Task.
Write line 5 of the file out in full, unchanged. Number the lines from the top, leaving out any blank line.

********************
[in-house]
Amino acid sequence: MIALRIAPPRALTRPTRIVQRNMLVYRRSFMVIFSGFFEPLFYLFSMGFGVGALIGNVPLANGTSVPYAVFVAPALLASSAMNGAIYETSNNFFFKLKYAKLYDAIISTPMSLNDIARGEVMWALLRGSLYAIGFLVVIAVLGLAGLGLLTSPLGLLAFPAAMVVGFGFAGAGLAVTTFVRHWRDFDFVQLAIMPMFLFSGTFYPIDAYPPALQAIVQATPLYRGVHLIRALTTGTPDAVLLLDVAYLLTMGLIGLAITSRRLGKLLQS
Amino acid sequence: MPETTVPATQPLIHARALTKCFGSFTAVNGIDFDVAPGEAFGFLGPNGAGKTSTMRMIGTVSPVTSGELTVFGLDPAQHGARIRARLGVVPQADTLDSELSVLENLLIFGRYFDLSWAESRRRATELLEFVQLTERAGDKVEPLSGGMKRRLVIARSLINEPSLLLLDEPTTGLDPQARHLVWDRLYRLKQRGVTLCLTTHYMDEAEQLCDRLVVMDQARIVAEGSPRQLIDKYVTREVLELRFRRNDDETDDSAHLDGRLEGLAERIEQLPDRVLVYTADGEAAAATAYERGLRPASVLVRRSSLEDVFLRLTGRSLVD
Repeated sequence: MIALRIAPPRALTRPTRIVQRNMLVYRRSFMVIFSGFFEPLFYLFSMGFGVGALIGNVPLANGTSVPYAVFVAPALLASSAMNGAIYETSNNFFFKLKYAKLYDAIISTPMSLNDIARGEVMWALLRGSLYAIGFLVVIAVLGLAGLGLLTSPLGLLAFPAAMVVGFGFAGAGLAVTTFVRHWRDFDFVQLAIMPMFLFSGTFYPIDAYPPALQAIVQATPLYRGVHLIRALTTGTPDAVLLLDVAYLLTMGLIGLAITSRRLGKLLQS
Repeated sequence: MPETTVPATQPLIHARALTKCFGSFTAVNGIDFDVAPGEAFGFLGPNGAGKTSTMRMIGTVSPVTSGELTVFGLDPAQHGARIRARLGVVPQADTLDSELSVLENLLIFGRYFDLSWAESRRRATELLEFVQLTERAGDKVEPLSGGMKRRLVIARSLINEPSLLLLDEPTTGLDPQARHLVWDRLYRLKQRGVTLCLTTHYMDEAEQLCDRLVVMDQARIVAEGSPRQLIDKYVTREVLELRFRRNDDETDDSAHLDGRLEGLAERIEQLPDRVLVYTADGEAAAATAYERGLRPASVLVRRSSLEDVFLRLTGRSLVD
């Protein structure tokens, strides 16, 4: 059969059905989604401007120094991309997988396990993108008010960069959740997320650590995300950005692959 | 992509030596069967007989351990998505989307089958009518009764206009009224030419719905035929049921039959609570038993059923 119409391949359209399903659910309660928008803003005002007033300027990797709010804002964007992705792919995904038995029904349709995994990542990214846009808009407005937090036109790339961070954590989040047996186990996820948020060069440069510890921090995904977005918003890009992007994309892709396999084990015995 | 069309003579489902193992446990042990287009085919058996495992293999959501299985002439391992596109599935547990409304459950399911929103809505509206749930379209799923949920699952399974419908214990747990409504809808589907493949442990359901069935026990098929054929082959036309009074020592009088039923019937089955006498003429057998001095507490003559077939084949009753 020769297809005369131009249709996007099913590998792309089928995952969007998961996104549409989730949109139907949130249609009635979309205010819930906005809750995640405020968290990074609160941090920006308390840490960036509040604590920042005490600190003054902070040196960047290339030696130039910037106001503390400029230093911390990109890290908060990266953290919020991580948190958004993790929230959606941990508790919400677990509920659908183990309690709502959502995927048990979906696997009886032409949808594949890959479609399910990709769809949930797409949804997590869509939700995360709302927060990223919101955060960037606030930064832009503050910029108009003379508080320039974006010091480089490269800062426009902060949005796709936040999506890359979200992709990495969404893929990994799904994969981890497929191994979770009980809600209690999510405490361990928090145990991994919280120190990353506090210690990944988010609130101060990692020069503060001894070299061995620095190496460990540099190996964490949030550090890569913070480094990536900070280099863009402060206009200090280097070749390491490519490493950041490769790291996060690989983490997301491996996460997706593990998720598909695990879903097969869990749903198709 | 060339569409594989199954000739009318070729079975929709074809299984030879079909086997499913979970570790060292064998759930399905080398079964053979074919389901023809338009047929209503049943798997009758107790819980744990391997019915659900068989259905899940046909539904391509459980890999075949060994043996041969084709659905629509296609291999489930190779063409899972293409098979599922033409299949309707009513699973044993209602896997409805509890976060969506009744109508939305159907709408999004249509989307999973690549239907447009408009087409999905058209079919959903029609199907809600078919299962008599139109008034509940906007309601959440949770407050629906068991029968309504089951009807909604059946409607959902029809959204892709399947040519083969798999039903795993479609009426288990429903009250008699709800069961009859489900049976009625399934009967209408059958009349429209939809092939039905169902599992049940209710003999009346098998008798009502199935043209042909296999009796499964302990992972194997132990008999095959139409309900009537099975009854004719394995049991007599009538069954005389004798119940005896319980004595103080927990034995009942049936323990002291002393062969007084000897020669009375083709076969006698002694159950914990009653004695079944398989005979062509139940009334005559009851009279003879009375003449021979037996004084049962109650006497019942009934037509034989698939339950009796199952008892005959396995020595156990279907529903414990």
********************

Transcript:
Repeated sequence: MPETTVPATQPLIHARALTKCFGSFTAVNGIDFDVAPGEAFGFLGPNGAGKTSTMRMIGTVSPVTSGELTVFGLDPAQHGARIRARLGVVPQADTLDSELSVLENLLIFGRYFDLSWAESRRRATELLEFVQLTERAGDKVEPLSGGMKRRLVIARSLINEPSLLLLDEPTTGLDPQARHLVWDRLYRLKQRGVTLCLTTHYMDEAEQLCDRLVVMDQARIVAEGSPRQLIDKYVTREVLELRFRRNDDETDDSAHLDGRLEGLAERIEQLPDRVLVYTADGEAAAATAYERGLRPASVLVRRSSLEDVFLRLTGRSLVD